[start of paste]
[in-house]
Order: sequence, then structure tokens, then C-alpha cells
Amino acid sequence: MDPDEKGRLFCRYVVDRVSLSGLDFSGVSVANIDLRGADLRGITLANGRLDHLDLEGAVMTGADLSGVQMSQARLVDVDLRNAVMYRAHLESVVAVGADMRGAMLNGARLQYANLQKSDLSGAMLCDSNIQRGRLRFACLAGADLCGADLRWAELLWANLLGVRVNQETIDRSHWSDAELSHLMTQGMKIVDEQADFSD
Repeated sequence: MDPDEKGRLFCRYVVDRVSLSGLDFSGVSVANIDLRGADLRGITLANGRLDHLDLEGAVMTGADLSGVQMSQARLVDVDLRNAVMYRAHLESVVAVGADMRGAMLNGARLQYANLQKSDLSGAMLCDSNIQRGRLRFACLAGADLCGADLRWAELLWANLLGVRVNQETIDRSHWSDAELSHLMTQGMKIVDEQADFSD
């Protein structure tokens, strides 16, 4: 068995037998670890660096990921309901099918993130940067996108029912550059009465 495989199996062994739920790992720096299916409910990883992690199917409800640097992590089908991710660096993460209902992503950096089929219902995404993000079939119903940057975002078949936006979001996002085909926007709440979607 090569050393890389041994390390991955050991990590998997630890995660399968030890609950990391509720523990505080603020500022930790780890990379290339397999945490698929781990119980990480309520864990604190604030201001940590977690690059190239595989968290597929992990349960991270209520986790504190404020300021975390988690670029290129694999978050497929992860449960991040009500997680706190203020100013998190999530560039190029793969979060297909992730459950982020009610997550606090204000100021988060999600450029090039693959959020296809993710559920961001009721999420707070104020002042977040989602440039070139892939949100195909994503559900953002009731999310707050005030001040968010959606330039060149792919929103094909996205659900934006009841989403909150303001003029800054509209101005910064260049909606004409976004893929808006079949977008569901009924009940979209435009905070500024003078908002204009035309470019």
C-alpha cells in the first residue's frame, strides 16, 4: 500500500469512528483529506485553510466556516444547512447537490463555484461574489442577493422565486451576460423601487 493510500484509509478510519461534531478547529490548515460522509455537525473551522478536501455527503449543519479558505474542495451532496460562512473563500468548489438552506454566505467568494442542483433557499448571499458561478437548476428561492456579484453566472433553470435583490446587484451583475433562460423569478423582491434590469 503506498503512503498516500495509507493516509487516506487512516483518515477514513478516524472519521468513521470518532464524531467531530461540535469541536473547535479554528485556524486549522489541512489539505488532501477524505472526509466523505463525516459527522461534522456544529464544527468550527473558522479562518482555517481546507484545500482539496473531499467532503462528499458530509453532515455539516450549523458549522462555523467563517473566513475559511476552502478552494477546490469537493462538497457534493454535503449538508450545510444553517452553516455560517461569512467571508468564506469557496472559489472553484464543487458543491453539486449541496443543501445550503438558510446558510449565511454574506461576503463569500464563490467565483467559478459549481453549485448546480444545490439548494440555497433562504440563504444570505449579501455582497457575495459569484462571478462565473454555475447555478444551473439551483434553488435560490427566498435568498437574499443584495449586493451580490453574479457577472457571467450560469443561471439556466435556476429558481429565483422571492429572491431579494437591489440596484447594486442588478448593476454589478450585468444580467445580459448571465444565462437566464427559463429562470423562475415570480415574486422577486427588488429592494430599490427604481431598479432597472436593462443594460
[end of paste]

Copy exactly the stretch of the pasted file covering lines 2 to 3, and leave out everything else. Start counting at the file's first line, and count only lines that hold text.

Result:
Order: sequence, then structure tokens, then C-alpha cells
Amino acid sequence: MDPDEKGRLFCRYVVDRVSLSGLDFSGVSVANIDLRGADLRGITLANGRLDHLDLEGAVMTGADLSGVQMSQARLVDVDLRNAVMYRAHLESVVAVGADMRGAMLNGARLQYANLQKSDLSGAMLCDSNIQRGRLRFACLAGADLCGADLRWAELLWANLLGVRVNQETIDRSHWSDAELSHLMTQGMKIVDEQADFSD